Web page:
Carnegie Mellon University
February 23, 2018
11:00am - 12:00pm
Donald Bren Hall 6011
A Computer Architecture Inspired by Neuroscience, with suggestions for the design of a Conscious AI
Thanks to major advances in neuroscience, we are on the brink of a scientific understanding of how the brain achieves consciousness. This talk will describe neuroscientist Bernard Baars’ Global Workspace Model (GWM) of the brain, its implications for understanding consciousness, and a novel computer architecture that it inspires. The Model gives insight for the design of machines that truly experience (as opposed to simulate) the ecstasy of joy and the agony of pain. It also gives a reasonable explanation of free will in a completely deterministic world.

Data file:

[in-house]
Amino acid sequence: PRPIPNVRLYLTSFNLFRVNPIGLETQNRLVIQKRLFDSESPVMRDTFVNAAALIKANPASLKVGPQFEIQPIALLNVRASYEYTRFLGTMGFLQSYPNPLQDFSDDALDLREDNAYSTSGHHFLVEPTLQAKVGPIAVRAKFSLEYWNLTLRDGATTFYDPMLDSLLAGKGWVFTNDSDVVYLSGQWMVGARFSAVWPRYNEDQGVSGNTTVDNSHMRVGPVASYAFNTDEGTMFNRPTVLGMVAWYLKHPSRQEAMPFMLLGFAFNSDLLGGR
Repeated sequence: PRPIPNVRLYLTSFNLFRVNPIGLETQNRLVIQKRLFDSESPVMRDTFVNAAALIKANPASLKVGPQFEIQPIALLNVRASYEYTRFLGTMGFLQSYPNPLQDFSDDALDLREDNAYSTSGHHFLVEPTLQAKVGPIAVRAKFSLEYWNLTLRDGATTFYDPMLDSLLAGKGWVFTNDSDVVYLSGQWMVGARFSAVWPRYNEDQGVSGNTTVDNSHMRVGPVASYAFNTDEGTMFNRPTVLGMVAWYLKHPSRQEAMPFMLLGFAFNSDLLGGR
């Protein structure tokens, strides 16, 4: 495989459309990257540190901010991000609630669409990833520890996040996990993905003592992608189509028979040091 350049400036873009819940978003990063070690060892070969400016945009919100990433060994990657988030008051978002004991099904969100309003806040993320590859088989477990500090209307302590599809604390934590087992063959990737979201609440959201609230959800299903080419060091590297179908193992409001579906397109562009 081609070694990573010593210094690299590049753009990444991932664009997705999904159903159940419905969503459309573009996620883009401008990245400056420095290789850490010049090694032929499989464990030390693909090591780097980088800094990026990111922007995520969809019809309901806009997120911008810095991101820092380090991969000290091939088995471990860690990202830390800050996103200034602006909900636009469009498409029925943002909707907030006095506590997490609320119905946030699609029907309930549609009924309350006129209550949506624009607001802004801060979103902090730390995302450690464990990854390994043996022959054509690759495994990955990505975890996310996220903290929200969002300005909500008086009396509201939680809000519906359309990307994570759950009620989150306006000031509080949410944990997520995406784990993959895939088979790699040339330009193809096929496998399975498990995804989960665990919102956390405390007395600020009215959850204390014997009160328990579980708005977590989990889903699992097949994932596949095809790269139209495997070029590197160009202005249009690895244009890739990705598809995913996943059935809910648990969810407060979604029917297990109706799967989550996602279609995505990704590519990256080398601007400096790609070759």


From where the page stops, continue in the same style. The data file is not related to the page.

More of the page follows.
Manuel Blum, the Bruce Nelson University Professor of Computer Science at Carnegie Mellon University, is a pioneer in the field of theoretical computer science and the winner of the 1995 Turing Award in recognition of his contributions to the foundations of computational complexity theory and its applications to cryptography and program checking, a mathematical approach to writing programs that check their work. He was born in Caracas, Venezuela, where his parents settled after fleeing Europe in the 1930s, and came to the United States in the mid-1950s to study at the Massachusetts Institute of Technology. While studying electrical engineering, he pursued his desire to understand thinking and brains by working in the neurophysiology laboratory of Dr. Warren S. McCulloch and Walter Pitts, then concentrated on mathematical logic and recursion theory for the insight it gave him on brains and thinking. He did his doctoral work under the supervision of Artificial Intelligence pioneer Marvin Minsky, and earned a Ph.D. from MIT in mathematics in 1964. Blum began his teaching career at MIT as an assistant professor of mathematics and, in 1968, joined the faculty of the University of California at Berkeley. He accepted his present position at Carnegie Mellon in 2001. Blum has supervised the theses of 35 doctoral students who now pepper almost every major computer science department in the country. The many ground-breaking areas of theoretical computer science chartered by his academic descendants are legend.